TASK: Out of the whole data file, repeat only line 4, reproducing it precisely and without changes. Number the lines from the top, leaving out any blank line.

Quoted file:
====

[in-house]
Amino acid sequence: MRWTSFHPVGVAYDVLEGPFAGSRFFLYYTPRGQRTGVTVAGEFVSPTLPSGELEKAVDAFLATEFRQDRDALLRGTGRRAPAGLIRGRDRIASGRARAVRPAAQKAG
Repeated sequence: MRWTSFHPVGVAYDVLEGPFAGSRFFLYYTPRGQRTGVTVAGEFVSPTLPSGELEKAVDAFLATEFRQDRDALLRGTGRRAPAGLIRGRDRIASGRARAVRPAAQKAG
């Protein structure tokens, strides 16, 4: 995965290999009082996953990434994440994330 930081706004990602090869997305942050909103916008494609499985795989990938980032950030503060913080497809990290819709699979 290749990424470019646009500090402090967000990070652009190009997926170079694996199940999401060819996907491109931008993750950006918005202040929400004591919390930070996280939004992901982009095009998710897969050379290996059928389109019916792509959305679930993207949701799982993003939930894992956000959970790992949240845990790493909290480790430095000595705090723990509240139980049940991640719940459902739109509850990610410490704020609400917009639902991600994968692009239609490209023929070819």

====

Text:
């Protein structure tokens, strides 16, 4: 995965290999009082996953990434994440994330 930081706004990602090869997305942050909103916008494609499985795989990938980032950030503060913080497809990290819709699979 290749990424470019646009500090402090967000990070652009190009997926170079694996199940999401060819996907491109931008993750950006918005202040929400004591919390930070996280939004992901982009095009998710897969050379290996059928389109019916792509959305679930993207949701799982993003939930894992956000959970790992949240845990790493909290480790430095000595705090723990509240139980049940991640719940459902739109509850990610410490704020609400917009639902991600994968692009239609490209023929070819």